As I had never heard of COBOL before my interview I thought I would struggle for a while. However learning COBOL was much easier than I thought and it only took a few days to get familiar enough with it to be comfortable writing my own code. One thing I’ve learned about COBOL is that even though it is used in billions of applications worldwide, it doesn’t seem to get taught in schools or universities and there is a real shortage of COBOL programmers around the world.

I was surprised that for a company that is widely known for its affinity with COBOL, internally they use a large variety of technologies and languages. The COBOL runtime is written in C, the IDEs are written in Java and C++, the testing systems are a mix of Java and our own testing script language, all of these integrate themselves with our COBOL systems.

What's the best thing about the job?

One of the best things about working for Micro Focus is being surrounded by highly experienced developers who are approachable and happy to help you with any queries that you may have. I am constantly learning and developing and we are always finding new ways as a team to help solve a customer’s problem.

Having been here a few years, I have gained familiarity with our team’s component as well as implementing some enhancements. With Micro Focus consistently hiring more graduates each year, you’d mainly expect it to be them asking you questions but you get people who have been here for up to 25 years asking you questions too.

And the worst?

The worst part of the job is when a bug that you thought you had previously fixed comes back to haunt you!

What’s been your career highlight to date?

I would say managing a brand new product from the concept stage through to its release. Both customer support and consultants in the field felt that we needed a new application to edit the numerous formats of COBOL data files that we support.

Being my first management experience I was happy to be asked to co-lead the Micro Focus Summer Internship Scheme where, with the interns, we were tasked with creating this product. The list of requirements given to us provided a base product of which I supervised its further developed. The product was then improved upon with the help of recent graduates in a further graduate scheme.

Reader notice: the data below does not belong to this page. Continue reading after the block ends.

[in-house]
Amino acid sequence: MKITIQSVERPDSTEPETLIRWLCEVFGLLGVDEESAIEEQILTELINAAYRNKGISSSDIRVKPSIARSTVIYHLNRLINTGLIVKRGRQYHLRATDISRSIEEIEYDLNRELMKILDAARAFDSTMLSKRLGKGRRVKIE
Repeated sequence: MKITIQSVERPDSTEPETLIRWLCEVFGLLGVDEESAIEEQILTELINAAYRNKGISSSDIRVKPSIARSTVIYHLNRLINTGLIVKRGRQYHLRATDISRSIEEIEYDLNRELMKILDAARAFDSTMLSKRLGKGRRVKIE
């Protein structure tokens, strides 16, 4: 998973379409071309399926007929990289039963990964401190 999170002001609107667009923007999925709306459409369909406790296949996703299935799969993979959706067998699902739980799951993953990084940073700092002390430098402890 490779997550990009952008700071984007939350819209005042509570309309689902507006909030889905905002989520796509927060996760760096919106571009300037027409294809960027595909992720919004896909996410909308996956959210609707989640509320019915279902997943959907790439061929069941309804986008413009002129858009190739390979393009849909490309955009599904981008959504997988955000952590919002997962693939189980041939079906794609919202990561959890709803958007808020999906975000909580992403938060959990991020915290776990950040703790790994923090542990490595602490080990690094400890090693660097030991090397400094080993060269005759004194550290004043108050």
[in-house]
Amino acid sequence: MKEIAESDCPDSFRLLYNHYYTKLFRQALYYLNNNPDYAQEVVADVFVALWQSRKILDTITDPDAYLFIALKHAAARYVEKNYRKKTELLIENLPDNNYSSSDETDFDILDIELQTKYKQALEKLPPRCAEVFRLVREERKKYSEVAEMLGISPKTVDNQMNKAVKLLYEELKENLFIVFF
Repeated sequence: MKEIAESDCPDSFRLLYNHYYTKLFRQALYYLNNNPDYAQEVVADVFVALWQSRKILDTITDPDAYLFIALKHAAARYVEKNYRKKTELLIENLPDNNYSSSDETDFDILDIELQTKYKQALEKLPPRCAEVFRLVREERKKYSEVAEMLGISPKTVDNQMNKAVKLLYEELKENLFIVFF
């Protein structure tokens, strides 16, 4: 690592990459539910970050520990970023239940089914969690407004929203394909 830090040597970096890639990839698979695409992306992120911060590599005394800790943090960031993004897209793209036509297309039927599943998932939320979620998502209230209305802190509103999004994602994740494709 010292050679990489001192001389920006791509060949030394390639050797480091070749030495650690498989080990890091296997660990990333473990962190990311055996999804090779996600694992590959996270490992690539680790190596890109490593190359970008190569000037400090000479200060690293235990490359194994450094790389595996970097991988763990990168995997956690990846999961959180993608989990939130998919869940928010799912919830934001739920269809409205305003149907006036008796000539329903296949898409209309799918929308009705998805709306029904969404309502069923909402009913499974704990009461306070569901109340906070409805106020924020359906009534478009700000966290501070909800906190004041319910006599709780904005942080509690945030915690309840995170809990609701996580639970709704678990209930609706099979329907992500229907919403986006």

I originally thought that the way to have a successful career would be to become a manager and take on the responsibility of supervising others. While I really enjoyed managing the project and directing the graduates, I actually missed getting into the code and doing some programming myself. Micro Focus realises this and offers multiple career paths that allows you progress your career while following your interests.

How would you describe life as a software engineer?

Life as a software engineer is consistently changing and can be very challenging. There are hundreds of different programming and scripting languages out in the world today but your team or company may only focus on a few of these.

The file handling component is solely written in COBOL and it was a bit frightening to start a role in development in a language that you’ve never seen before. However, with experience you find that the majority of these languages are structured in a similar way and it is this element of identifying differing languages and their similarities that can be very rewarding.

I find that a rewarding part of being a software engineer is being able to look at a finished project. Knowing that you both designed and created it makes you take a second look at other applications or systems, whether they are software applications, systems, mobile phone apps, or websites and you understand how they work and that you could make something similar if you dedicated some time to it.

Being a software engineer generally means that you will be problem solving most of the time. From the planning stage you need to design a suitable system to meet the current requirements while allowing for additional requirements that may come in the future. While there will always be bugs that need to be identified, with experience these should be easy to solve. The worst case scenario is when a new feature or bug occurs and part of the system needs redesigning in order to handle the new case.